The rolling vistas of farmland surrounding Waterford have been part of the village’s visual history for hundreds of years. Walking in the village today, you see rural field patterns that would be very familiar to villagers in the nineteenth and early twentieth centuries.
In 2003, the Phillips Farm, 144 acres of farmland southwest of the village, was slated to be subdivided into multiple lots. Had that development occurred, destroying the pastoral viewshed beyond the South Fork of the Catoctin Creek, Waterford’s National Historic Landmark status would have been seriously jeopardized.
The Waterford Foundation and its many supporters secured nearly $4 million to purchase the Phillips Farm. It is now preserved as open space in agricultural use forever, through a conservation easement held by the Virginia Outdoors Foundation. The Phillips Farm hosts Loundoun Center Apiaries and the hay fields are tended by a local farmer.
The opportunities on the Farm to further our understanding of this region’s agrarian past are numerous and fascinating. Protection of the site’s natural resources and agricultural use of the Farm are requirements of the conservation easement. Much of the Farm is leased to a local farmer for haymaking. Beehives on the farm managed by Loudoun Center Apiaries produce honey that can be purchased at the Foundation.
The Waterford Foundation has released a Phillips Farm Management and Land Use Plan carefully developed to ensure responsible stewardship of the Farm in accordance with the requirements of the conservation easement. (In 2010 the Virginia Department of Forestry recognized this work by designating the Farm a Certified Stewardship Forest.) Protection of the site’s natural resources and support of agricultural uses of the Farm, key requirements of the easement, are highlighted. So is its historic significance to the area. The plan also contains directions to the Farm, an Access Policy, and Rules of the Trail for visitors. A copy of the complete plan is available upon request from the Foundation office.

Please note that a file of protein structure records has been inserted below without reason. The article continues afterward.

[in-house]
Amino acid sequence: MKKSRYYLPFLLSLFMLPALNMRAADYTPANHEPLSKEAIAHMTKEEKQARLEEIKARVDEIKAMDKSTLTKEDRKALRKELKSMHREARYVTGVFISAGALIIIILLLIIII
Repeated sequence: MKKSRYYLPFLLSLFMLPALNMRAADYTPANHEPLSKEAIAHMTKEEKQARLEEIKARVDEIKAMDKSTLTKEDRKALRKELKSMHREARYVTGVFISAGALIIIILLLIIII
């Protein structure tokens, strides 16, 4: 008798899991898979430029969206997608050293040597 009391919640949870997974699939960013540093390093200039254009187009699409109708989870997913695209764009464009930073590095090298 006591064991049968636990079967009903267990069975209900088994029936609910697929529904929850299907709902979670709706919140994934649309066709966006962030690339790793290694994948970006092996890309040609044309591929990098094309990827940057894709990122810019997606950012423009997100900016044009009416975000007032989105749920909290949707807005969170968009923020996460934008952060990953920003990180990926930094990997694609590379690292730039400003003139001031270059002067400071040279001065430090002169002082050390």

Educational programs for historic preservation and natural resources protection are underway on the Phillips Farm. Habitat restoration (the Farm is a Monarch Butterfly Waystation), forestry management, water quality monitoring, and riparian buffer planting are ongoing efforts coordinated by the Phillips Farm Committee. The Foundation partners with the Loudoun Wildlife Conservancy on several of these programs. Bird and butterfly counts and bluebird nest boxes provide additional educational opportunities. An interpretive trail provides visitors with an opportunity to study the history and natural beauty of the area.
An interpretive trail goes through the Phillips Farm details the natural and cultural history on the property, with numbered posts corresponding to points of interest. This trail project was funded by a generous grant from the Peter M. Howard Memorial Fund through the Piedmont Community Foundation and the volunteer efforts of Rob Hale, John Souders, and Committee Chair Mimi Westervelt.
We welcome visitors and ask their help in preserving this special place. You may download a Self-Guided Trail Walking Tour brochure (or pick up one at the trailhead behind Waterford’s Old Mill) to learn about the cultural and natural history of the Farm. Follow the marked trail to learn about the history, geography, habitat restoration and monarch butterfly waystaion found on site. As you hike the trail, you will understand the relationship of the Farm to the growth of the village, and why this property is so important to Waterford’s status as one of America’s National Historic Landmarks.
Keyed Markers on the Trail
1. South Fork of Catoctin Creek
The power potential of the South Fork of Catoctin Creek helped draw skilled Pennsylvania Quakers in the mid 1700s to settle what is now Waterford. For 200 years the stream powered grain, saw and woolen mills, including the three story brick mill still standing. But the creek was also an obstacle to transportation and dangerous to ford during high water. The current bridge is just the latest of many. A covered wooden bridge panned the creek from the 1830s until it was swept away in the 1889 storm that caused the Johnstown Flood disaster in Pennsylvania.